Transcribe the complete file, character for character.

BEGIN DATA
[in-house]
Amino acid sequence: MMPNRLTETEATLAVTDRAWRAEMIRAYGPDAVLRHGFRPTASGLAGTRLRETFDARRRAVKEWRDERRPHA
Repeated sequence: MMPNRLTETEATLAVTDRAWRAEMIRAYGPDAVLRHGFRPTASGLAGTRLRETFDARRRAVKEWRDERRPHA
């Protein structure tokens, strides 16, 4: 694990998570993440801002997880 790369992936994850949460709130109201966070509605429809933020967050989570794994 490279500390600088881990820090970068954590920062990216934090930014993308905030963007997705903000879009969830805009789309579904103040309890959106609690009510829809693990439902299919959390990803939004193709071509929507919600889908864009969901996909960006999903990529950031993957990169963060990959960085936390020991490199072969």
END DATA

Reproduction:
[in-house]
Amino acid sequence: MMPNRLTETEATLAVTDRAWRAEMIRAYGPDAVLRHGFRPTASGLAGTRLRETFDARRRAVKEWRDERRPHA
Repeated sequence: MMPNRLTETEATLAVTDRAWRAEMIRAYGPDAVLRHGFRPTASGLAGTRLRETFDARRRAVKEWRDERRPHA
């Protein structure tokens, strides 16, 4: 694990998570993440801002997880 790369992936994850949460709130109201966070509605429809933020967050989570794994 490279500390600088881990820090970068954590920062990216934090930014993308905030963007997705903000879009969830805009789309579904103040309890959106609690009510829809693990439902299919959390990803939004193709071509929507919600889908864009969901996909960006999903990529950031993957990169963060990959960085936390020991490199072969």